The Harvest is Plentiful
The Laborers are Few
According to Mathew 9:35-38 Jesus went throughout “all the cities and villages, teaching in their synagogues and proclaiming the gospel of the kingdom (v35).” At some point He felt compassion for the crowds “because they were distressed and helpless like sheep without a shepherd (v36).” Jesus looked at His disciples and said, “the harvest is plentiful, but the laborers are few; therefore pray earnestly to the Lord of the harvest to send out laborers into his harvest (v37-38).”
These verses are often taught as a backdrop to garner monetary support of mission programs. Coming from a Baptist background I can’t tell you how many times I heard Matthew 9:35-38 taught during the Lottie Moon offering season. But, is this what Jesus actually meant? Did He want us to pray for God to call missionaries? Did Jesus want to spur us to give money to support others who feel called to be a missionary?
Perhaps the Savior had something else in mind. When we stop at Matthew 9:38 we don’t have a complete picture of the salient point Jesus wanted to communicate. When Jesus said, “the harvest is plentiful, but the laborers are few; therefore pray earnestly to the Lord of the harvest to send out laborers into his harvest.” He was preparing the disciples for ministry. They had seen how Jesus traveled through cities and villages spreading the gospel. They’d watched as He healed, comforted and forgave and He was about to ask the disciples to become laborers in God’s harvest.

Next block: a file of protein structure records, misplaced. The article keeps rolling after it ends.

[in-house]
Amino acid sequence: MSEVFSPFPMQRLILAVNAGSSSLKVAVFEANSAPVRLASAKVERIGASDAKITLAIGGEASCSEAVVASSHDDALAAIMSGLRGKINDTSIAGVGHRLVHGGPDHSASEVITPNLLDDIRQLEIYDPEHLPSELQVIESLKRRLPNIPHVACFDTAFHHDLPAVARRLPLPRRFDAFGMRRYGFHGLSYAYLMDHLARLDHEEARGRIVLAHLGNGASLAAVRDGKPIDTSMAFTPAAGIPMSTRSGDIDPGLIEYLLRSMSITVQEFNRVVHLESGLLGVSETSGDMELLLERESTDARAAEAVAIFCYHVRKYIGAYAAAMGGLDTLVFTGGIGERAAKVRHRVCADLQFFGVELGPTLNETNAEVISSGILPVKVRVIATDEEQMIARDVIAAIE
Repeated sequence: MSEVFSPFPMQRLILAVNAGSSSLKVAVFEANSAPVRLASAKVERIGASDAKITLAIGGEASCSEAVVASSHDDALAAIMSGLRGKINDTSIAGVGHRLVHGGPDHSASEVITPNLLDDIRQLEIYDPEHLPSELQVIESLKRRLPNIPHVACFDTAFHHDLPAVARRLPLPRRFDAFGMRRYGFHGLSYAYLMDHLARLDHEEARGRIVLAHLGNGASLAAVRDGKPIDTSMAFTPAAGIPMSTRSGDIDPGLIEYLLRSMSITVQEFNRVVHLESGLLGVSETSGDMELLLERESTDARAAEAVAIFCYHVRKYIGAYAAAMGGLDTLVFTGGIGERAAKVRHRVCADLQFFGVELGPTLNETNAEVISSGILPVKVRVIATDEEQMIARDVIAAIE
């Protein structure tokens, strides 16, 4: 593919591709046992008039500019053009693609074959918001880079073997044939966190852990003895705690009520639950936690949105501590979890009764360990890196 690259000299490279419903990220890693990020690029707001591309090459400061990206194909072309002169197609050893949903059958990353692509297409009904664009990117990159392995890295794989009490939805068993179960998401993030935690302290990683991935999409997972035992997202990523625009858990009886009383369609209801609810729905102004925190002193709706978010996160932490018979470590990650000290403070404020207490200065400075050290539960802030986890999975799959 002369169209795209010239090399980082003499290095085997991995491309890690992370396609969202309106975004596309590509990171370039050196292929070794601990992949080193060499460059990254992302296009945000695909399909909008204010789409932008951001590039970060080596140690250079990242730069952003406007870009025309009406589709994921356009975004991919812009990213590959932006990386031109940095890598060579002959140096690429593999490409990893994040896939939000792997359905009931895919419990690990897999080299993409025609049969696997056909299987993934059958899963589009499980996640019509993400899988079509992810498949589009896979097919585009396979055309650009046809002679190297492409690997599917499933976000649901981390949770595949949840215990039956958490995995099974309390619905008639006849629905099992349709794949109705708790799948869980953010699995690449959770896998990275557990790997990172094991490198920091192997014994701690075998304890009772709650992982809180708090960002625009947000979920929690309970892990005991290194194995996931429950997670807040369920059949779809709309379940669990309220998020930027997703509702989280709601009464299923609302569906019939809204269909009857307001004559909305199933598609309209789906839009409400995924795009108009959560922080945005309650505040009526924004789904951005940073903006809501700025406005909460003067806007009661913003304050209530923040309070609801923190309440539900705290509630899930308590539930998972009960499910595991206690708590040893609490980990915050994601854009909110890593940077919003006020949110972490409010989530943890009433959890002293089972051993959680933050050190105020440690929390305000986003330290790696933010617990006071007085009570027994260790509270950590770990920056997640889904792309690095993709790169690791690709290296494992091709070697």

First let’s review some observations about Matthew 9:35-38:
- Jesus went to cities and villages proclaiming the gospel of the kingdom
- He saw the number of people (the crowds)
- He felt compassion because they were like sheep without a shepherd
- He knew from the start that one worker was not enough
Jesus recognized the need, “the harvest is plentiful.” He was also aware “the workers are few” but was the answer to “pray earnestly to the Lord of the harvest to send out laborers into his harvest?” Did He intend to stop there? In order to understand more fully we must read further in Matthew 10:1-15. Jesus wasted no time as He began to speak, “He called to him his twelve disciples and gave them authority over unclean spirits, to cast them out, and to heal every disease and every affliction.” He paired them up, gave them instructions then sent them out; “Go nowhere among the Gentiles and enter no town of the Samaritans, but go rather to the lost sheep of the house of Israel. And proclaim as you go, saying, ‘The kingdom of heaven is at hand’ (v5-7).” There are five key things Jesus covered in commissioning the new harvest workers:
- He sent them in pairs (for mutual support)
- He gave them His authority
- He did not send them to foreigners (Gentiles and Samaritans)
- He sent them to the lost sheep of the house of Israel (within their sphere of influence)
- He gave them a simple message; “The kingdom of heaven is at hand”